6 Ways to Save and Invest Money for Kids
Want to give kids a financial head start? There are many good financial vehicles parents can use to save and invest money for a child’s future. Laura reviews the pros and cons of six of the best savings options so you know which one is right for your family.
There’s no doubt that raising kids is expensive. According to a 2017 report from the U.S. Department of Agriculture, the average cost for a child through age 17 is about $235,000. That doesn’t even include the cost of college!
Fortunately, there are many good financial vehicles that help parents save and invest money for a child’s future. There’s no one account that makes sense for every family, but I’ll review the pros and cons of six of the best savings options so you know which one is right for you.
6 Ways to Save and Invest Money for Kids
- 529 college savings plan
- 529 prepaid tuition plan
- Roth IRA
- UGMA/UTMA account
- Brokerage account
- Savings account
Here’s more detail about different ways to save money for kids.
1. 529 college savings plan
Paying for college is the most common reason that parents want to save money for their kids. If you or your child know that college is in the future, one of the best options is a 529 college savings plan.
With a 529 plan, you make contributions and invest them in a menu of options, such as mutual funds. Your money can be withdrawn tax-free when it’s used for education expenses, such as tuition, fees, books, required equipment, and room and board.
Funds in a 529 plan can be used at any accredited school in the country, and even at some foreign institutions.
Funds in a 529 plan can be used at any accredited school in the country, and even at some foreign institutions. For instance, you could live in New York, participate in a Florida 529 saving plan, and use the money to pay for a school in California.
Plus, starting in 2018, you can spend up to $10,000 per year tax-free on elementary and secondary school expenses, according to the Tax Cuts and Jobs Act. That gives parents the flexibility to make withdrawals for tuition and other educational expenses for a younger child who attends a public, private, or religious school.
Everyone can use a 529 savings plan because there’s no restriction on annual income. The maximum amount you can contribute each year varies on the plan you choose, but could be over six figures per student!
The funds in a 529 plan belong to the owner and the account can have one designated beneficiary, who is the future student. So, if you want to save for more than one child, you generally must open an account for each of them. But you can also change a 529 beneficiary to another member of the family or roll it over to another 529 plan without triggering tax consequences.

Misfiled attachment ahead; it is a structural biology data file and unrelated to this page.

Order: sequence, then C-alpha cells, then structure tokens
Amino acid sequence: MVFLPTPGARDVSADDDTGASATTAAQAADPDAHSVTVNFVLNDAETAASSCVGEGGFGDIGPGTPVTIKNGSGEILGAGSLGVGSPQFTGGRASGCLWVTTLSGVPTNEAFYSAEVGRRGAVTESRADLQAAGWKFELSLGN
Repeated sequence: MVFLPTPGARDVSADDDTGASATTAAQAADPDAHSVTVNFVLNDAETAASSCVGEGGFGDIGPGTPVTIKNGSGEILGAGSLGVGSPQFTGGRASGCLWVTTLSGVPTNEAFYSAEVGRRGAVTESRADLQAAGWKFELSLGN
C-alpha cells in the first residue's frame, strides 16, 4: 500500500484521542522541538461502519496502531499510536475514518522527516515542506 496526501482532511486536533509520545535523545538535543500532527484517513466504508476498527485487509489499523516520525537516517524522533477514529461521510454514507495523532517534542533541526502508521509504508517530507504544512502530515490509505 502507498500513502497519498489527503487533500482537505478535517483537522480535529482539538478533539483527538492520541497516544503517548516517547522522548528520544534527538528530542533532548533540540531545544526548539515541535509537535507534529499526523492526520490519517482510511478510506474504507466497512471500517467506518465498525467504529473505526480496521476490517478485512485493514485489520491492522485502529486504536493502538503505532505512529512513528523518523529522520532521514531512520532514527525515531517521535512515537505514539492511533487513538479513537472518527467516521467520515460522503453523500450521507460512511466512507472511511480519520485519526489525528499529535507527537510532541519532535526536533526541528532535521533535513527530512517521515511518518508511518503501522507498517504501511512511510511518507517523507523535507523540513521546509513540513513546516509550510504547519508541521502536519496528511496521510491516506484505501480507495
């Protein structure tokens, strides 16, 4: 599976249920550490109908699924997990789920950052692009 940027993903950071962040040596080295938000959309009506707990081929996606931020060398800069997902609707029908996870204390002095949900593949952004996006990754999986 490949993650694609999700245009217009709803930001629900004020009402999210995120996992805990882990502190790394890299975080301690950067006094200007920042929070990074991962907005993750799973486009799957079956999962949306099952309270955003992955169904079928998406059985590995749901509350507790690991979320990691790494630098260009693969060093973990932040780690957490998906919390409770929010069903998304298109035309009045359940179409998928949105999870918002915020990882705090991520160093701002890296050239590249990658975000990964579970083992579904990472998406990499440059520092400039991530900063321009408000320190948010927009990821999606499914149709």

States generally sponsor their own 529 plans and many offer additional tax savings, such as a deduction on your state income taxes for contributions. The fees and benefits—such the maximum contribution limit, investment options, and in-state tax benefits—vary. So, it’s important to do your homework and compare plans across the country using sites like Collegesavings.org and Savingforcollege.com.
To sign up for a 529 you can go directly to the plan manager or use a financial advisor. No matter if you contribute $10 a month or $1,000 a month to a 529 plan, the sooner you get started, the easier it will be for you and your family to pay for college.
Pro: Due to all the benefits that come with a 529 plan, such as tax advantages, flexibility, and high contribution limits, it gets my vote for the best account to save for education costs. Additionally, distributions get favorable treatment because they're not factored as income in the calculation for the following year's financial aid eligibility.
Con: The main drawback is that using 529 funds for anything other than qualified education expenses, triggers income tax, plus a 10% penalty. So never contribute more to a 529 than you believe your child will need for the total of his or her education expenses. Also, you can’t begin investing until your child is born and has a Social Security number.
2. 529 prepaid tuition plan
If you like the idea of setting aside money for a child’s education, but don’t want any investment risk, check out a 529 prepaid tuition plan. They’re offered by states or institutions, but aren’t available in every state. The idea is that college costs rise year after year, so locking in future tuition at today’s rate can save money.
Funds in a prepaid plan may be withdrawn so you can use them at an out-of-state school or at a private college.
But what if your child wants to go to a different school? Funds in a prepaid plan may be withdrawn so you can use them at an out-of-state school or at a private college. You can also change plan beneficiaries at any time if you have another potential student in the family.
You can even have both a 529 prepaid plan and a 529 college savings plan for the same beneficiary. The prepaid account would pay for tuition and the savings plan could be for other expenses, such as room and board, books, supplies, and computer equipment.
Pro: A 529 prepaid tuition plan doesn’t require you to choose investments or deal with any stock market volatility. Also, it’s not a factor in the calculation for the following year's financial aid eligibility.
Con: The major downside to a 529 prepaid plan is that if the beneficiary chooses an out-of-state school, you must pay the tuition difference out of pocket, and may not get the full value of the plan. Just like with a 529 savings plan, you must pay income tax plus a 10% penalty on funds spent on non-qualified expenses. And you must wait until your child is born and has a Social Security number to set him or her up as a plan beneficiary.
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